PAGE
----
ACLU Urges High Court to Protect 4th Amendment Rights in Press "Ride-Alongs"

March 23, 1999 12:00 am

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FOR IMMEDIATE RELEASE
Tuesday, March 23, 1999

WASHINGTON — The Fourth Amendment does not allow police to bring members of the press into a private home uninvited, lawyers for the American Civil Liberties Union will argue tomorrow before the United States Supreme Court.

At issue in Wilson v. Layne, filed by the ACLU of the National Capital Area, the ACLU of Maryland and the national ACLU, is whether law enforcement officers wanting publicity for their efforts may have turned a legal search into an unconstitutional invasion of privacy, and whether the police are entitled to immunity from the resulting lawsuit.

In the early morning hours of April 1992, Charles Wilson and his family were awakened by plainclothes members of the U.S. Marshals Service and the local sheriff’s department, who burst in with guns drawn, searching for Wilson’s son. Accompanying the officers were a reporter and a photographer from The Washington Post.

Mr. Wilson, clad only in his underwear, was forced to the floor by the police, who then allowed the reporters to take photographs of himself and his wife, wearing only a thin nightgown. The Wilsons were not permitted to cover themselves or change their clothes. Wilson’s son did not live with the family and in fact was not at the house that day.

In legal papers filed with the Court, the ACLU said that the Fourth Amendment provides that the warrant “must state with ‘particularity’ the places and things to be searched,” and that it “provides only a limited privilege for those whose entry into the home is necessary to accomplish the purposes of the warrant.”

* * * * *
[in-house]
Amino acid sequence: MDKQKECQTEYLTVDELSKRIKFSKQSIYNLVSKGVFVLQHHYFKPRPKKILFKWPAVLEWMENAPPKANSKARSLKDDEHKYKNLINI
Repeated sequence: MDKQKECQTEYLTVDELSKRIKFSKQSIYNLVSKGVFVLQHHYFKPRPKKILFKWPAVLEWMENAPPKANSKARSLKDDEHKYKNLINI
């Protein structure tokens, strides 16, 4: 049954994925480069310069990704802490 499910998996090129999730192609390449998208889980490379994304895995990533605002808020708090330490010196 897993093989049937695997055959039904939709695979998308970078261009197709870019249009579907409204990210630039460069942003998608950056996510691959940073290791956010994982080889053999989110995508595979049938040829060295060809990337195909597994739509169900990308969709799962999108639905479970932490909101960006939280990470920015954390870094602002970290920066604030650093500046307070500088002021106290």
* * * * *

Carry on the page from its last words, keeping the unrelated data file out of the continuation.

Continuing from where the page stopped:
Clearly, the ACLU said, the presence of the media was unrelated to any legitimate law enforcement purpose, and thus violated the Fourth Amendment. “On the facts of this case, moreover,” the ACLU said, “the unlawfulness of [the officers’] conduct is made even more apparent by the humiliating circumstances under which the Wilsons were observed and photographed.”

“The officers had no legal authority to invite the press into the Wilson’s home and the press has no more right to enter a private house than any other private person,” said Richard Seligman, an ACLU cooperating attorney who represented the Wilsons in federal district court and before the Fourth Circuit Court of Appeals.

The case is Wilson v. Layne, No. 98-83. Richard K. Willard of Washington, D.C. law firm Steptoe & Johnson will appear before the Supreme Court on behalf of the Wilsons.

The ACLU is not involved in a similar case, Cable News Network. Inc. v. Berger, No. 97-1927 which is also being argued tomorrow. The plaintiffs in that case sued the news media as well as the police.

The ACLU’s brief in the case can be found at:
/node/15368

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